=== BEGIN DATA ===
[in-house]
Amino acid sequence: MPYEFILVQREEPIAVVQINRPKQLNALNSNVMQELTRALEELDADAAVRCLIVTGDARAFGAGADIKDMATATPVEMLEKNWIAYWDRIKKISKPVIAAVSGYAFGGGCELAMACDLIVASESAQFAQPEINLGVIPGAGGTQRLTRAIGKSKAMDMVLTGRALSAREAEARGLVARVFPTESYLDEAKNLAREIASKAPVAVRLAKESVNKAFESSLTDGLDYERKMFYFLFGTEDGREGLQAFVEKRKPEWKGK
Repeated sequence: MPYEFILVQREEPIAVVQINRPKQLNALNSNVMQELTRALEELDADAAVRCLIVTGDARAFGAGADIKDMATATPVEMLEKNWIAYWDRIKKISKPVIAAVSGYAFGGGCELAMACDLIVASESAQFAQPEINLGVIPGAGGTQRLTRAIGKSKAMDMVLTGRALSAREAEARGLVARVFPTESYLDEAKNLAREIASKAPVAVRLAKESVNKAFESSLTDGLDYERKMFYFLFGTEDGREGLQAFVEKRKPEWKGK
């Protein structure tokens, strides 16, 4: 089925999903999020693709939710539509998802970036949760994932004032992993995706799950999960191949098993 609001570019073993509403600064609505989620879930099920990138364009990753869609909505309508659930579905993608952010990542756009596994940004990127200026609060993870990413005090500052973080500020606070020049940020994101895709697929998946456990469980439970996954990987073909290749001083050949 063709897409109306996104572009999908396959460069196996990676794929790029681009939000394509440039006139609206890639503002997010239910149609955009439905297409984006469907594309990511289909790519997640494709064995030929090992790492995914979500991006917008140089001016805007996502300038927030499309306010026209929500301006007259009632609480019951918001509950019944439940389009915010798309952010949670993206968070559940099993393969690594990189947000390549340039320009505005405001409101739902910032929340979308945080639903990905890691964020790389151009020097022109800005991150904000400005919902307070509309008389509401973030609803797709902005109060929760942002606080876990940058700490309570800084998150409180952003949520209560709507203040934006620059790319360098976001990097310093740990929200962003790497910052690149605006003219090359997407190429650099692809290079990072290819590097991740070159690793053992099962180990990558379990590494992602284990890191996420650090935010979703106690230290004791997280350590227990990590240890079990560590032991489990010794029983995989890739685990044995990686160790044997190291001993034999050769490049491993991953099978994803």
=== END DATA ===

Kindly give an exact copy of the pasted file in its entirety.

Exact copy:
[in-house]
Amino acid sequence: MPYEFILVQREEPIAVVQINRPKQLNALNSNVMQELTRALEELDADAAVRCLIVTGDARAFGAGADIKDMATATPVEMLEKNWIAYWDRIKKISKPVIAAVSGYAFGGGCELAMACDLIVASESAQFAQPEINLGVIPGAGGTQRLTRAIGKSKAMDMVLTGRALSAREAEARGLVARVFPTESYLDEAKNLAREIASKAPVAVRLAKESVNKAFESSLTDGLDYERKMFYFLFGTEDGREGLQAFVEKRKPEWKGK
Repeated sequence: MPYEFILVQREEPIAVVQINRPKQLNALNSNVMQELTRALEELDADAAVRCLIVTGDARAFGAGADIKDMATATPVEMLEKNWIAYWDRIKKISKPVIAAVSGYAFGGGCELAMACDLIVASESAQFAQPEINLGVIPGAGGTQRLTRAIGKSKAMDMVLTGRALSAREAEARGLVARVFPTESYLDEAKNLAREIASKAPVAVRLAKESVNKAFESSLTDGLDYERKMFYFLFGTEDGREGLQAFVEKRKPEWKGK
């Protein structure tokens, strides 16, 4: 089925999903999020693709939710539509998802970036949760994932004032992993995706799950999960191949098993 609001570019073993509403600064609505989620879930099920990138364009990753869609909505309508659930579905993608952010990542756009596994940004990127200026609060993870990413005090500052973080500020606070020049940020994101895709697929998946456990469980439970996954990987073909290749001083050949 063709897409109306996104572009999908396959460069196996990676794929790029681009939000394509440039006139609206890639503002997010239910149609955009439905297409984006469907594309990511289909790519997640494709064995030929090992790492995914979500991006917008140089001016805007996502300038927030499309306010026209929500301006007259009632609480019951918001509950019944439940389009915010798309952010949670993206968070559940099993393969690594990189947000390549340039320009505005405001409101739902910032929340979308945080639903990905890691964020790389151009020097022109800005991150904000400005919902307070509309008389509401973030609803797709902005109060929760942002606080876990940058700490309570800084998150409180952003949520209560709507203040934006620059790319360098976001990097310093740990929200962003790497910052690149605006003219090359997407190429650099692809290079990072290819590097991740070159690793053992099962180990990558379990590494992602284990890191996420650090935010979703106690230290004791997280350590227990990590240890079990560590032991489990010794029983995989890739685990044995990686160790044997190291001993034999050769490049491993991953099978994803």